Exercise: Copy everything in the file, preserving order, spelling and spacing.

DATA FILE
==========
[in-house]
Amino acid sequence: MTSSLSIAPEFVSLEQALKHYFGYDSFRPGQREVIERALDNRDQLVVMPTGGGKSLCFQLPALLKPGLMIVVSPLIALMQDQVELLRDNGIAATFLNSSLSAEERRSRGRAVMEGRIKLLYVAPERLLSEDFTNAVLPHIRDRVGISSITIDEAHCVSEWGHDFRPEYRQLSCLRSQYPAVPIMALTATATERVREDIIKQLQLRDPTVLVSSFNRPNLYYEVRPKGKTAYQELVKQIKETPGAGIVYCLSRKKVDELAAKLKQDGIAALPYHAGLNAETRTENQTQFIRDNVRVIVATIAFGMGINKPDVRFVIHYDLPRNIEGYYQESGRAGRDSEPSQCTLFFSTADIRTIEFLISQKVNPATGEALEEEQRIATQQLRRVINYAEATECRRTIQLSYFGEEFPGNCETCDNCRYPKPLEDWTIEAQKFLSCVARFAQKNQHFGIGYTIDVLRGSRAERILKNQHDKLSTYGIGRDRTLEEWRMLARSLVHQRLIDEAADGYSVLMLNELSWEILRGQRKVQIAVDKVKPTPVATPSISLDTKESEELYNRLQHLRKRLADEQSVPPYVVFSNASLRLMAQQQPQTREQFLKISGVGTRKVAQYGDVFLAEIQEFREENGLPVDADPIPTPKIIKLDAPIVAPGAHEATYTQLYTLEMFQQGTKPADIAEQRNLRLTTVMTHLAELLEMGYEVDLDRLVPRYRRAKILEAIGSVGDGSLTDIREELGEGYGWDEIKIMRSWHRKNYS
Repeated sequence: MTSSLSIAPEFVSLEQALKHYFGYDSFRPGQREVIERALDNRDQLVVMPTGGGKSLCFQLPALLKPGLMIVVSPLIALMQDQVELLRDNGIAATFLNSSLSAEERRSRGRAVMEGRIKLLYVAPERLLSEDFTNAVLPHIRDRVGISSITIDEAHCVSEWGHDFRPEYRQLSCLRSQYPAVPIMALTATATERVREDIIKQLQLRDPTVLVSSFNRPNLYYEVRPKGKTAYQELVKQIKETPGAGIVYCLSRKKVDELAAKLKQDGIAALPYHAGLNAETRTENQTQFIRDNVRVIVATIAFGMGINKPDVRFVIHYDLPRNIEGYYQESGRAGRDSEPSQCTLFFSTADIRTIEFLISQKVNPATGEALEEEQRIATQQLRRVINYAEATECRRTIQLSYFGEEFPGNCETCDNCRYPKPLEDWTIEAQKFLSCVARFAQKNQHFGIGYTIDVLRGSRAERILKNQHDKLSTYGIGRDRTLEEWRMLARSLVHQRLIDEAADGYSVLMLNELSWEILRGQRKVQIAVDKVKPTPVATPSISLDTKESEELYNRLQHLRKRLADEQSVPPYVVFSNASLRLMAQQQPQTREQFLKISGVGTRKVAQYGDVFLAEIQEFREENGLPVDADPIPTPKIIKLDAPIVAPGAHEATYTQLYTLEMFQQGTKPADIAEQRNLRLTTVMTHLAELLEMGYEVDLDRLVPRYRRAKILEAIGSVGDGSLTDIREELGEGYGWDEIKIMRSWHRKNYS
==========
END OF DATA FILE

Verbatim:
[in-house]
Amino acid sequence: MTSSLSIAPEFVSLEQALKHYFGYDSFRPGQREVIERALDNRDQLVVMPTGGGKSLCFQLPALLKPGLMIVVSPLIALMQDQVELLRDNGIAATFLNSSLSAEERRSRGRAVMEGRIKLLYVAPERLLSEDFTNAVLPHIRDRVGISSITIDEAHCVSEWGHDFRPEYRQLSCLRSQYPAVPIMALTATATERVREDIIKQLQLRDPTVLVSSFNRPNLYYEVRPKGKTAYQELVKQIKETPGAGIVYCLSRKKVDELAAKLKQDGIAALPYHAGLNAETRTENQTQFIRDNVRVIVATIAFGMGINKPDVRFVIHYDLPRNIEGYYQESGRAGRDSEPSQCTLFFSTADIRTIEFLISQKVNPATGEALEEEQRIATQQLRRVINYAEATECRRTIQLSYFGEEFPGNCETCDNCRYPKPLEDWTIEAQKFLSCVARFAQKNQHFGIGYTIDVLRGSRAERILKNQHDKLSTYGIGRDRTLEEWRMLARSLVHQRLIDEAADGYSVLMLNELSWEILRGQRKVQIAVDKVKPTPVATPSISLDTKESEELYNRLQHLRKRLADEQSVPPYVVFSNASLRLMAQQQPQTREQFLKISGVGTRKVAQYGDVFLAEIQEFREENGLPVDADPIPTPKIIKLDAPIVAPGAHEATYTQLYTLEMFQQGTKPADIAEQRNLRLTTVMTHLAELLEMGYEVDLDRLVPRYRRAKILEAIGSVGDGSLTDIREELGEGYGWDEIKIMRSWHRKNYS
Repeated sequence: MTSSLSIAPEFVSLEQALKHYFGYDSFRPGQREVIERALDNRDQLVVMPTGGGKSLCFQLPALLKPGLMIVVSPLIALMQDQVELLRDNGIAATFLNSSLSAEERRSRGRAVMEGRIKLLYVAPERLLSEDFTNAVLPHIRDRVGISSITIDEAHCVSEWGHDFRPEYRQLSCLRSQYPAVPIMALTATATERVREDIIKQLQLRDPTVLVSSFNRPNLYYEVRPKGKTAYQELVKQIKETPGAGIVYCLSRKKVDELAAKLKQDGIAALPYHAGLNAETRTENQTQFIRDNVRVIVATIAFGMGINKPDVRFVIHYDLPRNIEGYYQESGRAGRDSEPSQCTLFFSTADIRTIEFLISQKVNPATGEALEEEQRIATQQLRRVINYAEATECRRTIQLSYFGEEFPGNCETCDNCRYPKPLEDWTIEAQKFLSCVARFAQKNQHFGIGYTIDVLRGSRAERILKNQHDKLSTYGIGRDRTLEEWRMLARSLVHQRLIDEAADGYSVLMLNELSWEILRGQRKVQIAVDKVKPTPVATPSISLDTKESEELYNRLQHLRKRLADEQSVPPYVVFSNASLRLMAQQQPQTREQFLKISGVGTRKVAQYGDVFLAEIQEFREENGLPVDADPIPTPKIIKLDAPIVAPGAHEATYTQLYTLEMFQQGTKPADIAEQRNLRLTTVMTHLAELLEMGYEVDLDRLVPRYRRAKILEAIGSVGDGSLTDIREELGEGYGWDEIKIMRSWHRKNYS